Today Andrew is an Emmy-winning videographer, and he made clear that he considers BFS directly responsible for this career path. A parent who worked as a network TV videographer had made a sizable donation of video equipment to the school but there weren’t yet any formal film or video courses, so the equipment sat underutilized in a small room in the library. “I played around with that and made what I’d like to think is the school’s first newscast. I dubbed it BFS News. It was played during student assemblies. Any event at the school, in any grade, maybe it was current events and how it was being taught in a classroom, we’d cover that, sort of as a way of informing the rest of the school what was going on.”
Andrew’s work spurred enough interest from other students that later on BFS brought in an alum of the school to teach a film production course. “It was one factor that motivated me to pursue a career in film,” he said. When senior year rolled around, “I got plenty of encouragement from my advisor Sue Aaronson, and the alum nudged him to enroll in the School of Visual Arts. My school newscasts served as a reel for me to show SVA and they gave me a partial scholarship. That certainly helped my parents’ pocketbook.”
After college Andrew worked initially as a freelance editor. “I had just gotten an award from the Academy of Television Arts & Science, the Emmy people, and opened a company in Tribeca with a couple of college buddies,” he explained. “The majority of my work was for network cable television, the music industry, and a lot of videography as well.” After nearly a decade he made the move from editing to producing, and has for the past six years worked for New York City’s government-owned television stations NYC Life and NYC Media.
“I produce content that’s relevant to New Yorkers. It informs them of how city government works for them, be it the Department for the Aging or the Fire Department.” This might sound like bureaucratic drudgery but Andrew points out that the work is high quality and engaging. “We’re celebrating the city’s history and architecture through long-form documentaries,” he said. “I’m working on an Emmy-winning show now called Blueprint | NYC which has been on NYC Media since 2004. We won an Emmy in 2009 for a piece I did on Henry Hudson. I have to tip my hat to my History teachers Lawrence Gibson and Jack Ramey on that. Anything I do that has to do with history I think about the lessons I learned in class. ‘Those who do not learn history are doomed to repeat it,’ was one of jack’s favorite lines. I took that to heart, and I still try to learn as much as I can.”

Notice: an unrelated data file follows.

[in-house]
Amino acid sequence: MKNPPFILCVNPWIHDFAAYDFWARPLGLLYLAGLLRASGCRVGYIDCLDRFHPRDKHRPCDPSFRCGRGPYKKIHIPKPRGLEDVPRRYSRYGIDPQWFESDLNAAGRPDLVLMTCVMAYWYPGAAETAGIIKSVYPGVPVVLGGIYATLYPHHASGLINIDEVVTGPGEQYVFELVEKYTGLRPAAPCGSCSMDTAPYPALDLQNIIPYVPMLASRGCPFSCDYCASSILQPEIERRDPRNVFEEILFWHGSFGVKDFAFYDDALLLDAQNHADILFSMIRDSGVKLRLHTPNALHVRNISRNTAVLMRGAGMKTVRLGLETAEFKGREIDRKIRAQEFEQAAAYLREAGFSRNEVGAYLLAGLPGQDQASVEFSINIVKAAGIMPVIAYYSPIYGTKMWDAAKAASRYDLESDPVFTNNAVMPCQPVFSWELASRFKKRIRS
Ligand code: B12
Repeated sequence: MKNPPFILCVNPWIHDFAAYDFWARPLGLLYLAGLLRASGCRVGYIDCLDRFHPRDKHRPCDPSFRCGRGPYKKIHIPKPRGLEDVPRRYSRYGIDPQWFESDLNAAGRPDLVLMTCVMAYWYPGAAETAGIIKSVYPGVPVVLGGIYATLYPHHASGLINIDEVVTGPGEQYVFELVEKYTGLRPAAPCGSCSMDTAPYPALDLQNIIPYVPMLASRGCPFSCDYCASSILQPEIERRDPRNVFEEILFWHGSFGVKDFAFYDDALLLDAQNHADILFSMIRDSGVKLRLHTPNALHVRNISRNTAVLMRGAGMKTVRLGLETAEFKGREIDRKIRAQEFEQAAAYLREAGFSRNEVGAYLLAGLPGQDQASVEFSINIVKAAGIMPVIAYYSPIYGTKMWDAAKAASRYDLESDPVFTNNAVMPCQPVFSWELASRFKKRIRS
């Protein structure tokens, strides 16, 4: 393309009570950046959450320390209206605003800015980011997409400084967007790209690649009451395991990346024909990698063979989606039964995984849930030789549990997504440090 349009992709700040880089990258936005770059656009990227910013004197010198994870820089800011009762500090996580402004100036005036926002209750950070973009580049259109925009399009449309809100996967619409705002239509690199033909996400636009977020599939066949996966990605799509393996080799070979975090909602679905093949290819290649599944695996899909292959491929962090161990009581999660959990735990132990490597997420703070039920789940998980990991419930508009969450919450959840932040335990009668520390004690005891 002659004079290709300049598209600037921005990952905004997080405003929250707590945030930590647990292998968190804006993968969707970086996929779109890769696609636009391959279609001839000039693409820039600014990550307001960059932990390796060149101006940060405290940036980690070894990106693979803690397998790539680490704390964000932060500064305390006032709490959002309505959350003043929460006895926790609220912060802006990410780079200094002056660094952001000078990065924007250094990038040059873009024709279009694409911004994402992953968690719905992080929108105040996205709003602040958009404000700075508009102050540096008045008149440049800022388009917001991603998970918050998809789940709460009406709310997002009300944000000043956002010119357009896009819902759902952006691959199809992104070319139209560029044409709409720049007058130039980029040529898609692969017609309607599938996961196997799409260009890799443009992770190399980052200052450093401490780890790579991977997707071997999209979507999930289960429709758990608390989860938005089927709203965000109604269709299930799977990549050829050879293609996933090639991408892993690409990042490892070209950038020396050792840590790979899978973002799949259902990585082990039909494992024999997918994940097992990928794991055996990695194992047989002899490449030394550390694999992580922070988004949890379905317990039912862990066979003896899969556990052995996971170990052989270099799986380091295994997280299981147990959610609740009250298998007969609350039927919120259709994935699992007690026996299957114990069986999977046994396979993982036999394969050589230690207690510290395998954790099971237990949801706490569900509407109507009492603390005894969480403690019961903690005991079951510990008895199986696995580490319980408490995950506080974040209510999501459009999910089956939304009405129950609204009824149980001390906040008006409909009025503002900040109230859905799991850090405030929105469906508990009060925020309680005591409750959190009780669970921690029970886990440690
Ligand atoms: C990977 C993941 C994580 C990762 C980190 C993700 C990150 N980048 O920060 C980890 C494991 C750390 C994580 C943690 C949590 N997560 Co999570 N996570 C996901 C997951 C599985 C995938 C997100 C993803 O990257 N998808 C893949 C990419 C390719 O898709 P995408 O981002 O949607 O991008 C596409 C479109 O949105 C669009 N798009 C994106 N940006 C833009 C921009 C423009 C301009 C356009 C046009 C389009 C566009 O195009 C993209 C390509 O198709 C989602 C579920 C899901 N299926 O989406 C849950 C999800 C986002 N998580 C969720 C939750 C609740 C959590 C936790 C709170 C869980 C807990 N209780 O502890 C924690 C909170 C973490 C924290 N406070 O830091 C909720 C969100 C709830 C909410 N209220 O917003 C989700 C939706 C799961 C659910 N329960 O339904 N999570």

Outside of work, Andrew spends time with his wife, Kristine, exploring the city’s multifaceted food scene. “Well, who isn’t a foodie nowadays,” he joked, “but we do the foodie thing. We met through a bowling group. It’s what united us.”
Joking aside, even during his off hours Andrew’s usually got a camera in his hand. “I have a natural curiosity for people, especially those who are disenfranchised,” he said. “Being an adult makes you pay attention to more of the ills in the world. It causes you to pick up that camera and point out what’s wrong. That’s the heart of any documentarian, putting a spotlight on what is unjust.”
Andrew recently shot some promotional videos for the school’s new website, including interviews with current seniors Abrielle Moore and Charlie Hills. Click the links to experience his stellar handiwork.